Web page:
2011 Archived News

Author urges Britain: Return Elgin Marbles to honour Greeks who died in WWII


Writer N.J. Slabbert, creator of the Sword Of Zeus Project on the role of Greece in WWII, has urged Britain to return the Elgin Marbles to Athens without further delay to honour Greeks who fell in the war.

While the return of the Marbles has been supported on general ethical and cultural grounds by other public intellectuals including Nobel Prizewinning author Nadine Gordimer and journalist Christopher Hitchens, N.J. Slabbert says the critical role that Greece played in WWII provides a very specific historical reason to return the Marbles now. He sets this position out in his forthcoming book The Sword Of Zeus: The Hidden Story Of How Greece Shaped World War II.

THE SWORD OF ZEUS TM Project is a new multimedia initiative which focuses new light on the extraordinary story of Greece’s heroic role in WWII and examines the Western world's complicated relationship with Hellenism. Created by award-winning writer N.J. Slabbert, The Sword of ZeusTM Project has been described by Greek-American industrialist Aris Melissaratos as "a major Hellenic event".



The Elgin Marbles stand in London, lit with honor, cared for, deeply loved.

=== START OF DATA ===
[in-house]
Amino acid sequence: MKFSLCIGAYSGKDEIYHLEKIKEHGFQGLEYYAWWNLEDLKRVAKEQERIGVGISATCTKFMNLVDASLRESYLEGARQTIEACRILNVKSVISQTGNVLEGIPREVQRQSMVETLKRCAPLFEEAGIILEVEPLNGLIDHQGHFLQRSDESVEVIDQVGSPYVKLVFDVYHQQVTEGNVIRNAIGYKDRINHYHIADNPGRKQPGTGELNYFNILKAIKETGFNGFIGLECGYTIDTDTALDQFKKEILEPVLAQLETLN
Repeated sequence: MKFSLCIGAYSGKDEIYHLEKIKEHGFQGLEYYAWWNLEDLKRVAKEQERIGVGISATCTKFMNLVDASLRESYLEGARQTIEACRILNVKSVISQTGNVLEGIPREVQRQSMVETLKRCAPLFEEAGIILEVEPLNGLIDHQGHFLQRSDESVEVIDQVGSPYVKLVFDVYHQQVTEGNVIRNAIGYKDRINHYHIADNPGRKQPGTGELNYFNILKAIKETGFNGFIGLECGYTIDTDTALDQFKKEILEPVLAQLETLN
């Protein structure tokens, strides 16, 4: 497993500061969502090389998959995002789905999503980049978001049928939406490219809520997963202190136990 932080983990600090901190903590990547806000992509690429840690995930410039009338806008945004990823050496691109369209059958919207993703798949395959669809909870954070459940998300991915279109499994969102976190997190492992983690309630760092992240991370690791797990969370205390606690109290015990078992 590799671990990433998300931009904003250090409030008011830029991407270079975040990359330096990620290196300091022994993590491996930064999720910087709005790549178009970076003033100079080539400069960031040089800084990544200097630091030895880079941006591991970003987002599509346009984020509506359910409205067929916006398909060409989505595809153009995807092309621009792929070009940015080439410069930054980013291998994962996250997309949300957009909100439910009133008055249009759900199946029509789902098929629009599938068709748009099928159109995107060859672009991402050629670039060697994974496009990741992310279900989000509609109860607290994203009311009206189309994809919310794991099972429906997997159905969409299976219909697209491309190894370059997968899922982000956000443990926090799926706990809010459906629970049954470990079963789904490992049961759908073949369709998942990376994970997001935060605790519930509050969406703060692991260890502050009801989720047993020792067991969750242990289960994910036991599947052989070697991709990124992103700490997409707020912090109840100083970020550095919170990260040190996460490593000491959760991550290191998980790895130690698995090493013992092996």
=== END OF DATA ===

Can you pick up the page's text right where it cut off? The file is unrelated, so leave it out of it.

And yet they are not home.

Wrenched from Athens long ago, they radiate the light of ancient Greece; a lamp undimmed by years.

And yet they are not home.

In Athens only will they not be Elgin’s.

If stone had voice these wonderworks would beg their keepers for

release, to be returned at last to where their makers lived and dwelt

and died.

There is no place on earth for them but Athens.

Are they not the living bone of Athens?

And Athens is a city made of bone.

As oceans speak from shells, so bone can whisper well of distant

deeps. Just so from Athens science and philosophy drew forth their

vast anatomies of thought, of brooding speculation, of every hand that reached up high to trace in heaven: “Why?”

And yet: the Elgin Marbles are not home.

In Athens rose the Western spine: assemblies of the people out of

which grew reasoned discourse. Millennia would pass and still the

richness of this marrow would persist.

In Jefferson. In Washington. In Franklin, Lincoln, Martin Luther King.

And yet: the Elgin Marbles are not home.

In the swastika years, Athenians became a people of bones. And those who stood against the horde would fall before the guns. In streets. In fields. In mud. In blood. On hills that Plato’s sandals might have trod.

To bones they went. And not for Greece alone.

They cannot dream, those ones who lie in dust. So let us dream for

them and, dreaming, do.

The year is now. The hour is come.

Please. Send the Elgin Marbles home.